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IAU General Assembly XXVII - Joint Discussion #12

August 10 - 11, 11:00 - 17:30h, both days.

Recent observational and theoretical results show that the period between recombination and the end of the reionization era is very dynamic in terms of star and galaxy formation. At z~6 we find galaxies already in place, with stellar masses rivaling those of giant local systems. The age of the stars in these high redshift galaxies is several hundred million years, putting their formation epoch at z~9-15, well into the reionization period. Yet, these stars exhibit characteristics similar to those found in lower redshift galaxies. Furthermore, QSOs at z~6 imply an extremely efficient fueling mechanism during the first few hundred million years after the recombination epoch. These new observations are raising questions about where the first generations of stars were formed, how the first galaxies were assembled, can their low redshift counterparts be identified and what role did the early galaxies play in the reionization process?

These recent results have become available through multiwavelength observations, extending from the observed UV to infrared wavelengths. Large datasets, combining both ground- and space-based telescopes, and covering sufficiently large areas to counteract cosmic variance, have only recently become available and are expected to reach their full potential by the time of the proposed Joint Discussion. Until the launch of the JWST, essentially all the observational information of these very high redshift galaxies will continue to consist of broad-band photometric data. These are interpreted in terms of stellar synthesis models. The results are therefore strongly dependent on the accuracy of the stellar synthesis models. Recently there have been important advances in our understanding of the contribution to the global spectral energy distribution of galaxies from late-stage stellar evolution. It is now possible to critically review the observational data and its interpretation in view of these new developments.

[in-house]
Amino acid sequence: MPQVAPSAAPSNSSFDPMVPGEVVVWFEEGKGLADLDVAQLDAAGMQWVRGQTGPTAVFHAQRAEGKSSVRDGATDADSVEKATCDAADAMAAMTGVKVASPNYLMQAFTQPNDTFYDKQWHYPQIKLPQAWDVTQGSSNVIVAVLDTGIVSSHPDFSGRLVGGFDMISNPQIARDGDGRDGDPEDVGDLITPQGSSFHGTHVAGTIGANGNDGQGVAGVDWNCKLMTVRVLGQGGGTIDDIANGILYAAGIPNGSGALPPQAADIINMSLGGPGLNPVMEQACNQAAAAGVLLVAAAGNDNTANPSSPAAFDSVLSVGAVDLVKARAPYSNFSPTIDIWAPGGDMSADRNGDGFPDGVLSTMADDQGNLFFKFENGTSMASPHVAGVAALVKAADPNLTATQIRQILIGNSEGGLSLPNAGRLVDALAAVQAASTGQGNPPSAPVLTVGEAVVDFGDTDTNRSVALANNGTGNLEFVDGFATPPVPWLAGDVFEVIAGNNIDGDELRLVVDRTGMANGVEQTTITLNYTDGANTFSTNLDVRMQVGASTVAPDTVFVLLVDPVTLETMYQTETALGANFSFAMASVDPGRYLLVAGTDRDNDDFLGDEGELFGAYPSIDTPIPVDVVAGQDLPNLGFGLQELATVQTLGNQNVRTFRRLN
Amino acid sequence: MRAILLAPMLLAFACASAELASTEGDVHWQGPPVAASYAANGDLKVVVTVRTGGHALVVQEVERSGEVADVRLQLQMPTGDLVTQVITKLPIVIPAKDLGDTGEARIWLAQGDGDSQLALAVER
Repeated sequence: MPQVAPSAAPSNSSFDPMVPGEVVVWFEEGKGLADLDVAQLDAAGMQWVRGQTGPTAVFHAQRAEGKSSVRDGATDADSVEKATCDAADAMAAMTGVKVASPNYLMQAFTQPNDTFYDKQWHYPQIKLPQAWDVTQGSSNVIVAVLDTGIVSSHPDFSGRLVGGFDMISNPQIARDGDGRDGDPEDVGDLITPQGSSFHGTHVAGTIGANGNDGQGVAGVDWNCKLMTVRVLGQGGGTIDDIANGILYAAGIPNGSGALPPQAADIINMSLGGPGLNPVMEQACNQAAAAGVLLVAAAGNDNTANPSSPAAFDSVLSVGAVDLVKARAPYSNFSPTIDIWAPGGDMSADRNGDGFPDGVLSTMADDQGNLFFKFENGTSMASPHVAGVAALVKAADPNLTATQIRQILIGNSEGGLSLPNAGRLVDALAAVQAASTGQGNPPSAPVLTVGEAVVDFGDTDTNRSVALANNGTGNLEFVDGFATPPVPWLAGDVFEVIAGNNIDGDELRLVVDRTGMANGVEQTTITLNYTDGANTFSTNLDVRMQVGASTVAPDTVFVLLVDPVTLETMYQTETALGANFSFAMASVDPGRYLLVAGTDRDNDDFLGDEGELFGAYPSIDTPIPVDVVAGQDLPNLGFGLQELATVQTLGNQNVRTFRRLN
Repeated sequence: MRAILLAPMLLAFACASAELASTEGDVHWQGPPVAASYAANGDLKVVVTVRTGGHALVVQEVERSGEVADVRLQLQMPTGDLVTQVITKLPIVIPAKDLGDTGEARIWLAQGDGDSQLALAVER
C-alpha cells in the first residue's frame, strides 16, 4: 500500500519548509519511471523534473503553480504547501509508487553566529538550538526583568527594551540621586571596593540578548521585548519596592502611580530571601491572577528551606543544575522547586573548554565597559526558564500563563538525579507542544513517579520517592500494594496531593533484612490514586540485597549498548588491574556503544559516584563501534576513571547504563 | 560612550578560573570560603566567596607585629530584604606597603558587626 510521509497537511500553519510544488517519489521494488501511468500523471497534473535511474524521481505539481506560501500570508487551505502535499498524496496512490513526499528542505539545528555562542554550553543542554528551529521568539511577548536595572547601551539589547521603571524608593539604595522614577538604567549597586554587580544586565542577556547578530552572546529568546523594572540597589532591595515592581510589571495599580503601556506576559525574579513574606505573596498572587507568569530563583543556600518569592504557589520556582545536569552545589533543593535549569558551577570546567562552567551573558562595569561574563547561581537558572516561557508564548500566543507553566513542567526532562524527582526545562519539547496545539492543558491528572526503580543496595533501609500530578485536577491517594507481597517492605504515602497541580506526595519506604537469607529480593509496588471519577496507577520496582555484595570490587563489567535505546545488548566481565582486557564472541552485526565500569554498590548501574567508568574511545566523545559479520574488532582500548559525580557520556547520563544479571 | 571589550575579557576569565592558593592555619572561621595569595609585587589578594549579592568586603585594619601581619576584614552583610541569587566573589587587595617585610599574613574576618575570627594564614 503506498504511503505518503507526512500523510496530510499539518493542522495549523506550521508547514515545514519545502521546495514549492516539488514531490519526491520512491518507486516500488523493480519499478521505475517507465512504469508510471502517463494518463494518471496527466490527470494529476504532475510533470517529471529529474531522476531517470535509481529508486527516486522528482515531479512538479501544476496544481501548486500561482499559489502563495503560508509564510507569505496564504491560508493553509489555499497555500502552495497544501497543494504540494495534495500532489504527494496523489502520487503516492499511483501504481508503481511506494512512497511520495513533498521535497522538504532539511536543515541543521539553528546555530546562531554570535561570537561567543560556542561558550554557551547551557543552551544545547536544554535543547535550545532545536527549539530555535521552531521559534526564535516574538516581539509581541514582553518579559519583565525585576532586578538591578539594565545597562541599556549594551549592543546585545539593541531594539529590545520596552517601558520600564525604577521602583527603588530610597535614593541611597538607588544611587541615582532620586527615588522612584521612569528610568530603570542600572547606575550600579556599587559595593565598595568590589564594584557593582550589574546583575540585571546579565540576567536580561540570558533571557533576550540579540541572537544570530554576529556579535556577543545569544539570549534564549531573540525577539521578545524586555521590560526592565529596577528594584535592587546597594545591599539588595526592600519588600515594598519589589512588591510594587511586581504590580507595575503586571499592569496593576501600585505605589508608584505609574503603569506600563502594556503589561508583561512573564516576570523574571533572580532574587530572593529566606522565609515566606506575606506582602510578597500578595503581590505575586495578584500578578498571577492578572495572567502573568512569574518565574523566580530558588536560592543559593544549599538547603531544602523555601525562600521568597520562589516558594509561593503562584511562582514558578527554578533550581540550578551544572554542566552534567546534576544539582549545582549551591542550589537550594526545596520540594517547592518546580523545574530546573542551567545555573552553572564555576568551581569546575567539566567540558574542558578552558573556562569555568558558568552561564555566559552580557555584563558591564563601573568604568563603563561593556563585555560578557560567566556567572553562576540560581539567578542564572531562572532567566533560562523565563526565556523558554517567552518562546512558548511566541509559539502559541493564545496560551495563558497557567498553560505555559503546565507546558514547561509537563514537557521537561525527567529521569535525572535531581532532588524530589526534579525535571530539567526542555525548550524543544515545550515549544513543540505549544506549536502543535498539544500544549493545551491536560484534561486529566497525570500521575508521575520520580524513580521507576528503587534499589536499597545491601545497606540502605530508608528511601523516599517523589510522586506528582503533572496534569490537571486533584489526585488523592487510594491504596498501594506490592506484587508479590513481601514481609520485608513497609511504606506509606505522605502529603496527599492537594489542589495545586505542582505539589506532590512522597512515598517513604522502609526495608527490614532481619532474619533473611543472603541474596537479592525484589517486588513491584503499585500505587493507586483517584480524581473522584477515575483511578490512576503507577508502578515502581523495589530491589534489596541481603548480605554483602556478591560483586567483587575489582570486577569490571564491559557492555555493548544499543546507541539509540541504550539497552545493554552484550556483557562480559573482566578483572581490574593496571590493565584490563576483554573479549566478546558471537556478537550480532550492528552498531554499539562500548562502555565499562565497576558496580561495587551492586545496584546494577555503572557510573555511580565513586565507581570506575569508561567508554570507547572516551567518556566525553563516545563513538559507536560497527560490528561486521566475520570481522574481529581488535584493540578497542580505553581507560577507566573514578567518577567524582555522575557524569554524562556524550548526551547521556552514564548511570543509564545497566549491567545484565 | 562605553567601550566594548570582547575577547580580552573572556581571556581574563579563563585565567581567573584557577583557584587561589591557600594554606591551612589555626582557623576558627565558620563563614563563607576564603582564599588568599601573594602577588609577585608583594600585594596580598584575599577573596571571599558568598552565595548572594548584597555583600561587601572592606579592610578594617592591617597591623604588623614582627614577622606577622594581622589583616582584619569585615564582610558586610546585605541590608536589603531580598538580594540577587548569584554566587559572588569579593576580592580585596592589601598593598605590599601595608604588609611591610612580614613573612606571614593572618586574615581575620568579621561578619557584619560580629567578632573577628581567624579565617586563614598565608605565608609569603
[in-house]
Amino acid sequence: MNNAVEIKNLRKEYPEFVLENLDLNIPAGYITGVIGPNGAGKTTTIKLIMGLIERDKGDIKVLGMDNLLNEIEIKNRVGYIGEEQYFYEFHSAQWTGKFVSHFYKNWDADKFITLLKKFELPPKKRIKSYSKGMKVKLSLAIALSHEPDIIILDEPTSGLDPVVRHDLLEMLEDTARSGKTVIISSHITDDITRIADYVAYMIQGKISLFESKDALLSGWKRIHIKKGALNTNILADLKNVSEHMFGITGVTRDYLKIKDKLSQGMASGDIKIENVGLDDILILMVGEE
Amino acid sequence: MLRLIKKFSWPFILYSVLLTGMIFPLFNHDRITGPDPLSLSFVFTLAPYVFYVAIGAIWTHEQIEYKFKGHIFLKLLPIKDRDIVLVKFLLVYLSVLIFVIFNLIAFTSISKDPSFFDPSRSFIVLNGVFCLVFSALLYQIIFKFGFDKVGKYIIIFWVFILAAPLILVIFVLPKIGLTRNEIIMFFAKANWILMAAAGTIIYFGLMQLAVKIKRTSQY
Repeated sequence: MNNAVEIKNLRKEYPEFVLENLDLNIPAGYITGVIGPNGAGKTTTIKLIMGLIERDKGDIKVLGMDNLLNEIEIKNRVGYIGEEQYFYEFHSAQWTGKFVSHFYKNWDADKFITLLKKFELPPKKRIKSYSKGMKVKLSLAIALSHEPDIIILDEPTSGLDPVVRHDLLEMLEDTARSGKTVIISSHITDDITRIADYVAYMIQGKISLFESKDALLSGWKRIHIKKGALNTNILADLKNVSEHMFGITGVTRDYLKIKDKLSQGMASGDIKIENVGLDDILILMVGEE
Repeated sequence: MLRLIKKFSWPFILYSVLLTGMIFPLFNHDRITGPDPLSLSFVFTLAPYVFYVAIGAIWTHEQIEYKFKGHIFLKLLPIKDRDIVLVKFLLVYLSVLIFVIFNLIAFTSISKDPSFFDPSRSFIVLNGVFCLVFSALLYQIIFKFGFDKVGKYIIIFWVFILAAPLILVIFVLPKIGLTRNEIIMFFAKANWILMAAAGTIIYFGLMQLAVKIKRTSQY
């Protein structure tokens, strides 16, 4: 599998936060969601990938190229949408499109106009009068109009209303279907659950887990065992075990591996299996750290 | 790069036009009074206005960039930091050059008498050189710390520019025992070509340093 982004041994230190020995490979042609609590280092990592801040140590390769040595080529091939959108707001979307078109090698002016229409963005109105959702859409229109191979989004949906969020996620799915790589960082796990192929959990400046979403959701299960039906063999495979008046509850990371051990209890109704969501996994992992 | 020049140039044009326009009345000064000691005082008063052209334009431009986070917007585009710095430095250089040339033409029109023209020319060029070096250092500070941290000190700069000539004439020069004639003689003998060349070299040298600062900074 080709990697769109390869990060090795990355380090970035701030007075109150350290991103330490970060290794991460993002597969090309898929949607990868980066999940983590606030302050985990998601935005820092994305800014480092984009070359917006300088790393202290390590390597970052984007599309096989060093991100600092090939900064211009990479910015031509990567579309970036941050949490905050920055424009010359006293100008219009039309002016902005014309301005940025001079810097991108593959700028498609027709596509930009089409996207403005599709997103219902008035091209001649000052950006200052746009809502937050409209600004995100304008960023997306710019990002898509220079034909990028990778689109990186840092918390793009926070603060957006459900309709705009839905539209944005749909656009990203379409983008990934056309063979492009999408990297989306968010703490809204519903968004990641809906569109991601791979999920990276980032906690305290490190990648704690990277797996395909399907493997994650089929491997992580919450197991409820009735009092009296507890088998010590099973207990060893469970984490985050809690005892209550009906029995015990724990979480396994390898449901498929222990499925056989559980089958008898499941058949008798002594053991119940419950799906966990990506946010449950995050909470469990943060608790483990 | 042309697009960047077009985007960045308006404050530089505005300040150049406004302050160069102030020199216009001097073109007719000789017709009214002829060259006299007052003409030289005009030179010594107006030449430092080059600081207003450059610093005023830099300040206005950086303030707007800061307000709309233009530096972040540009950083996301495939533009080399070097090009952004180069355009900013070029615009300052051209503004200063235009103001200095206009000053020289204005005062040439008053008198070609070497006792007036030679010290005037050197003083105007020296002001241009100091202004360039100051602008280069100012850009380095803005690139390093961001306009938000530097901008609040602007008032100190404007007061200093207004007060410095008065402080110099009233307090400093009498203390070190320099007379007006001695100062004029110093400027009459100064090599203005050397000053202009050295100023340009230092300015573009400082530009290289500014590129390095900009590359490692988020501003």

The formation of galaxies through hierarchical merging is a fundamental paradigm in LCDM models. While the theory can successfully account for and model the evolution of dark matter halos, inclusion of the star formation process still presents a problem. There are indications that early star formation plays a significant, perhaps major, role in the reionization process. Hence, a better understanding of how the first stars form and interact with their environment is fundamental to understand the reionization process. Combining the new observational data with models can potentially shed some light on these issues. This Joint Discussion brought together observers and theorists for a discussion of where we stand today and what progress can be made in the near future with improved models and new observational facilities such as ALMA, JWST and others.

Scientific Topics:

- Population III stars
- Emergence of the first normal stellar populations
- Formation of the first galaxies
- Formation of the first AGNs
- Co-evolution of stars and AGNs
- Massive galaxies in the reionization epoch
- Sources of reionization
- Metallicities and dust in the first Gyr
- Implications on results from revised stellar synthesis models
- Observational challenges

Supporting Division and Commissions:

Division VIII        - Galaxies and the Universe

Commission 28    - Galaxies
Commission 47    - Cosmology

Important Note:

Joint Discussion 12 was part of the scientific programme of the XXVII General Assembly of the International Astronomical Union, which took place in Rio de Janeiro, Brazil, August 3-14 2009. This website contains information directly relevant to the Joint Discussion #12: The First Galaxies: Theoretical Predictions and Observational Clues.